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Strawbale Gardening: Hypothesis/idea - Can you Help?

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mevnmart
Spiro, OK
(Zone 7a)

January 5, 2012
10:01 AM

Post #8955339

I've moved from a place with nicely worked soil to a place with a yard full of what looks like play sand. I'm thinking about doing a perimeter of straw bales with tomatoes and peppers in a square and planting inside the square those things that have in the past suffered during the miserable summers we have here in OK. I'm hoping that the taller plants on the bales will A.) shade the interior plants and B.) act as a barrier to deer. I suppose I could add fencing as well, and perhaps a gate to my little square garden haven. I've never straw baled before, but it fascinates me (because I hate stooping and I hate weeds). Tomatoes and peppers are my main loves, but I do grow okra, greens, root veggies, squash, etc. as well. I was also thinking I could have someone dump a truckload of compost and I could build the square around it so I could have decent interior soil to deal with. I just need some advice - the idea of not gardening this year is giving me an ulcer.

postmandug

postmandug
Bardstown, KY
(Zone 6a)

January 5, 2012
10:04 AM

Post #8955345

Just make sure go back and read the threads on how to prep the bales if needed. I'd say it sounds like a good plan. Good luck and keep us posted.

Doug
lonejack
Longview, WA
(Zone 8b)

January 18, 2012
12:45 PM

Post #8973095

Hi mevnmart,
I have heard of people making a square of the bales and filling the space with manure. As you water, the manure decomposes into the bales and gives great food for the plants. On the other hand, I have noticed that after the initial cooking period, you don't really need to feed a lot with the bales. I guess you do need to add some fert at fruiting time.
Paul.
mevnmart
Spiro, OK
(Zone 7a)

January 18, 2012
3:00 PM

Post #8973261

I've been doing some reading and my main concern now is watering. I understand that bales require more water than an average dirt garden, and since we've had two summers of drought, I'm not sure it's going to be a water-effective method. :(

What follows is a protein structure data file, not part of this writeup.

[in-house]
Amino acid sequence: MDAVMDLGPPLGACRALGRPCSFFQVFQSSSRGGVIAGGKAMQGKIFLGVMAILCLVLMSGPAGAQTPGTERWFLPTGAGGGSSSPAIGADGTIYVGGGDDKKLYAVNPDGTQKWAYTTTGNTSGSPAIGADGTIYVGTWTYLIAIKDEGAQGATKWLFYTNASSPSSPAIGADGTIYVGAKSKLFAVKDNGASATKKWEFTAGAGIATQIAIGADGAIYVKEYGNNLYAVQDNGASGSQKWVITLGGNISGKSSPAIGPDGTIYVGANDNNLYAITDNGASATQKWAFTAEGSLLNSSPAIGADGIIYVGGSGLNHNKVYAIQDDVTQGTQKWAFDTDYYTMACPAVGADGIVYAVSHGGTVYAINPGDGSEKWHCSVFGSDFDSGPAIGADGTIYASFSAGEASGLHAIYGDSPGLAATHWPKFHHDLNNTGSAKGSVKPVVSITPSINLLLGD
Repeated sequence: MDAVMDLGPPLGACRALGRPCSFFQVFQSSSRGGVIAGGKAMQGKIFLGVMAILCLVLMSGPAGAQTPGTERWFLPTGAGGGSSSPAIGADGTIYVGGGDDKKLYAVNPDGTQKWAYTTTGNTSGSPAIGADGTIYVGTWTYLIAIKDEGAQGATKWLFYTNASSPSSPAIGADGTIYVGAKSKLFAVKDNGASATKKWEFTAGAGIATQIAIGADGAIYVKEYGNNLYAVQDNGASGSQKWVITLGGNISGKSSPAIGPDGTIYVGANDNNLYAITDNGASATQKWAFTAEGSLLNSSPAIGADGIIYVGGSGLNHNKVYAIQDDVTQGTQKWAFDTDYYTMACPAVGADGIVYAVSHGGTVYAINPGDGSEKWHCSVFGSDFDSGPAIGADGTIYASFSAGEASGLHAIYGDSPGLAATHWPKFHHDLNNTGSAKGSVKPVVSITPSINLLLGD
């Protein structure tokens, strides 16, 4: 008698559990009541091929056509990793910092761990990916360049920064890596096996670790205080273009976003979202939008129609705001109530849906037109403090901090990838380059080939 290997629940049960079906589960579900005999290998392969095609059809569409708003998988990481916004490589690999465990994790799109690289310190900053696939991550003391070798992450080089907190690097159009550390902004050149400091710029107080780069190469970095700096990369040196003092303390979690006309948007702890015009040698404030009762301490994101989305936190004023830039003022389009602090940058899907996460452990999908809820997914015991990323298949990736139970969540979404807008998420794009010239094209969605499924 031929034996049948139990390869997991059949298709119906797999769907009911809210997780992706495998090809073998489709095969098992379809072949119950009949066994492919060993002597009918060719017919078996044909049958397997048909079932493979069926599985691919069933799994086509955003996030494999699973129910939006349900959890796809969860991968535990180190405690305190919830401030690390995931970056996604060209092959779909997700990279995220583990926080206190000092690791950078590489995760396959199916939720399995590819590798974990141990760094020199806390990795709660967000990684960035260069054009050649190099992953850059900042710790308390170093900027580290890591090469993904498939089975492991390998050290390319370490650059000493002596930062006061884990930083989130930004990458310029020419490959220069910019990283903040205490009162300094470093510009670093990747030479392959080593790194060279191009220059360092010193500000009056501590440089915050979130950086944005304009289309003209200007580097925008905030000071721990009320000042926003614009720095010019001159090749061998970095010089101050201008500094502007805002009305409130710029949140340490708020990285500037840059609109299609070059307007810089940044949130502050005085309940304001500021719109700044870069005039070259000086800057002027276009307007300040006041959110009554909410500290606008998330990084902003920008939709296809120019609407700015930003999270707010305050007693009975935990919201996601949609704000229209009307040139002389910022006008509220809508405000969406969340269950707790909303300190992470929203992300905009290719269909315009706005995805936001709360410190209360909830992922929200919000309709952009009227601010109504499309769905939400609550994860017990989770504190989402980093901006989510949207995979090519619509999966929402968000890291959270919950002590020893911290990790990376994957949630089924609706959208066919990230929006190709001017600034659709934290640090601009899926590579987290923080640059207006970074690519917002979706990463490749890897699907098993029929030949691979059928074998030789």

postmandug

postmandug
Bardstown, KY
(Zone 6a)

January 19, 2012
6:27 AM

Post #8973886

Actually my experience with them has been just the opposite. For me they seem to need less or equal water than soil. I've checked several times in the heat of summer by running my hand down inside the bales and they were always moist and slimy.

Doug
catmad
Pelzer, SC
(Zone 7b)

January 29, 2012
7:34 AM

Post #8986434

I set drip hoses on top of my bales, and they seem to need less than I'd anticipated. We had a couple of years of drought, and I didn't seem use much water with the bale system. The plants in ground fared much worse than the dripped bales.

My first year, I planted the center of a bale square with potatoes. Stripped the grass out, amended the soil a bit, and laid the potato sections on top. Then covered with the bales that had broken, and continued thru the summer to add more hay. Worked great. Then, I had to stop eating 'taters, and never tried using the center again.

p.s. the bales were planted with Squash, cucumbers, and green beans.

darius

darius
So.App.Mtns.
United States
(Zone 5b)

March 3, 2012
8:42 PM

Post #9028998

Late reply, because I haven't followed the straw bale gardening threads for 2-3 years now.

mevnmart, it's hard to think of shading interior plants by plants on the edges during the summer when the sun is 75 to the horizon during the hottest part of the day. You'd have to have extremely tall plants at the edges!

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Other Strawbale Gardening Threads you might be interested in:

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Straw bale gardening: no weeding, no hoeing, no tilling KentNC 274 Oct 18, 2009 1:58 AM
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